When I first started serving in disability ministry, our family looked like this.
It was 2007. Jocelyn was a baby with no known special needs. Around the same time, we began our involvement in special needs ministry. Then in 2009 Robbie would join our family by birth, also without any disability at first. Shortly thereafter, we stepped up our role, creating Access Ministry and leading it. Then Zoe came by adoption from Taiwan in 2012, with cerebral palsy and a few other diagnoses. A few months later, Robbie had his first seizure, which brought with it a label of epilepsy. In late 2013, Patience, Philip, and Patricia joined us via sibling/special needs/older child adoption from Uganda; they were 2.5, 4.5, and almost 7 at the time, and one is HIV+. We recently found out about Zoe’s little brother Sam, living in an orphanage in Taiwan, so we’re adding to our family once again (though he has no known special needs).
Here’s our family now, minus Sam.
Our passion for and calling to special needs ministry hasn’t changed. Lee and I know we are still serving exactly where we should be. But I’ve struggled this year with juggling my roles as mom to Zoe, who needs extra support at church, and as Access Ministry coordinator. Here are four challenges I’ve experienced personally or I’ve learned about from others who also wear both hats:
- It can be hard to convey that this ministry matters for the whole church.
When I was first advocating for our church’s Access Ministry, I could more easily frame this as a church-wide issue. After all, I wasn’t personally affected by disability but I was advocating for our church to fully include those who were. Now it can seem like I’m passionate about this solely because of my personal connection, which can lead others to feel like it’s not their concern if they don’t feel the same personal stake.
- Sometimes it’s easier to advocate for other kids at church than my own.
I love stepping in as the third party to help when a parent needs support in conveying their child’s needs or strengths to a Sunday school teacher or other church leader. But when it’s my kid, I’m not the third party. I’m the parent. And while I can certainly advocate for my child, I don’t get the benefit of having that third party. (That said, after realizing this challenge, I reached out to our children’s ministry staff so that one of them can fill that role when I need help. So if you’re feeling like this, please seek out someone else who can come alongside you!)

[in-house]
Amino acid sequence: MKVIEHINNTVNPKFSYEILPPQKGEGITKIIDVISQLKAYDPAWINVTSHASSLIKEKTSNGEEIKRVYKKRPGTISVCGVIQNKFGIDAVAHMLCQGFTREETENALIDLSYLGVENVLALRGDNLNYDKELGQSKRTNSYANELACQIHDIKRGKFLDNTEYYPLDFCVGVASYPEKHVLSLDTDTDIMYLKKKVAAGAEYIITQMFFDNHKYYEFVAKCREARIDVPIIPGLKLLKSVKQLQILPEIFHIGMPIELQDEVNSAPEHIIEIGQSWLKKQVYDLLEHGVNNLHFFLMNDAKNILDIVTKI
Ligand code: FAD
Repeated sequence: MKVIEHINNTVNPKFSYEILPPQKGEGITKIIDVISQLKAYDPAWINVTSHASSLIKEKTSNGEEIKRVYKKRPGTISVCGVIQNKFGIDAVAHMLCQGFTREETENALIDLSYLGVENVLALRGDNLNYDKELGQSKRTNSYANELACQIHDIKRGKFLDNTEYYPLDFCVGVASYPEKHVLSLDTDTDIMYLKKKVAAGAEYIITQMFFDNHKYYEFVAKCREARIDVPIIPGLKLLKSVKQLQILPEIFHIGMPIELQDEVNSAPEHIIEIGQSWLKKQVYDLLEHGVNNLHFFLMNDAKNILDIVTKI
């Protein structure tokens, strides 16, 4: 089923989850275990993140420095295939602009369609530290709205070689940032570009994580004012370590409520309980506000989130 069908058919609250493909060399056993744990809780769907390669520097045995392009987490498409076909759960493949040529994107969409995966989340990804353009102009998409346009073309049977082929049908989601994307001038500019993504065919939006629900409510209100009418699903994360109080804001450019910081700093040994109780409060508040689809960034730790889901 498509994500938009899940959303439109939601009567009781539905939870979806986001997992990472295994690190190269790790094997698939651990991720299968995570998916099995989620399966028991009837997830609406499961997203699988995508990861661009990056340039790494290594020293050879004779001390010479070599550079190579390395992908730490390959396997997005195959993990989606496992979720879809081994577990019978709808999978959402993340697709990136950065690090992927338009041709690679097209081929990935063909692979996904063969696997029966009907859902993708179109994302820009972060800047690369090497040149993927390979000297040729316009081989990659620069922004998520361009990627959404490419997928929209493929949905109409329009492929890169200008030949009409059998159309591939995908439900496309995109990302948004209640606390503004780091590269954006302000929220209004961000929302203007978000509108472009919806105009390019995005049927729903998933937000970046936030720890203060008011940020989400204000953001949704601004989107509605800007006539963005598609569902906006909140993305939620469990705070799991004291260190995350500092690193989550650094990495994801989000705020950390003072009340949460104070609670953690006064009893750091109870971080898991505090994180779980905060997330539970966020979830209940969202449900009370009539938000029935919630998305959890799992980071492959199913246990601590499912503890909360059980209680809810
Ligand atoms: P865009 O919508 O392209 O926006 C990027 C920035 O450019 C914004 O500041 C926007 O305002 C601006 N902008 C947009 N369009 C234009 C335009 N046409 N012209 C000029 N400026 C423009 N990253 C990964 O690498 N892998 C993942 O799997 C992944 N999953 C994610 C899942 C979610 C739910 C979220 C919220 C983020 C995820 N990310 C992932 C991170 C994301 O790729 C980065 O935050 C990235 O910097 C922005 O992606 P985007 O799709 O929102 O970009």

- Recruiting volunteers to serve with my kid feels self-serving.
As I planned for this year, I assigned one-on-one helpers to other kids before assigning Zoe’s. I knew Zoe was easier to include than some of the kids we serve, and I didn’t want other parents to worry that their child wasn’t going to have a buddy. The result? I covered everyone but Zoe. And then I struggled – and continue to struggle – with finding someone to pair up with Zoe because I feel like soliciting a helper for her seems more self-serving and beggar-like than it does when I’m recruiting volunteers for other children. I know this isn’t the right solution, but for now we’re bringing Zoe with us to worship during the first hour we’re at church, even though class would be more appropriate at her age, because she doesn’t have a helper and then we’re missing our Sunday school class most weeks so we can be with her during that hour. Why are we settling for that? Because…
- We’re tired.
I know we are serving exactly where God has called us, but we are weary. All parents are, but there’s a different kind of bone-weariness that is common in my conversations with other special needs parents. After fighting for our kids with insurance companies, schools, doctors, and so on, we’re worn. So when someone else joins us in advocating for our kids at church, that’s a blessing. For most special needs parents who also lead in disability ministry, we feel like we miss out on that sometimes.
So what does this mean for your church?
If the parent of a child with special needs wants to serve or lead in disability ministry at your church, don’t say no. But do ask some questions out of love, knowing that these parents willing to serve also need to be served too. Are they serving because they truly want to or because they’re afraid their child won’t be welcome at church if they aren’t leading the way? If it’s the latter, then step up to make sure those fears don’t ever come to be.
If it’s the former, though, support them as they serve. I find great joy in both my roles, disability ministry leader and special needs mama, so please don’t bar parents from serving if this is where God is leading them. (But knowing the challenges, please don’t force them to serve if that’s not the case!) If they are serving, check in with them as you would for any other volunteer – or maybe more so – to ensure that they aren’t burning out, because the risk is especially high for us.
The challenges are real, but – like any area of ministry – the rewards are too. I’m glad to be able to serve as I do, but that it isn’t hard some days to juggle special needs parenting and special needs ministry.
If you are a special needs parent who also serves in disability ministry, would you be willing to share your challenges (and joys!) in the comments? I think they can be helpful for others to read.
Check out Shannon Dingle’s blog series on adoption, disability and the church. In the series, Shannon looked at the four different kinds of special needs in adoptive and foster families and shared five ways churches can love their adoptive and foster families. Shannon’s series is a must-read for any church considering adoption or foster care initiatives. Shannon’s series is available here.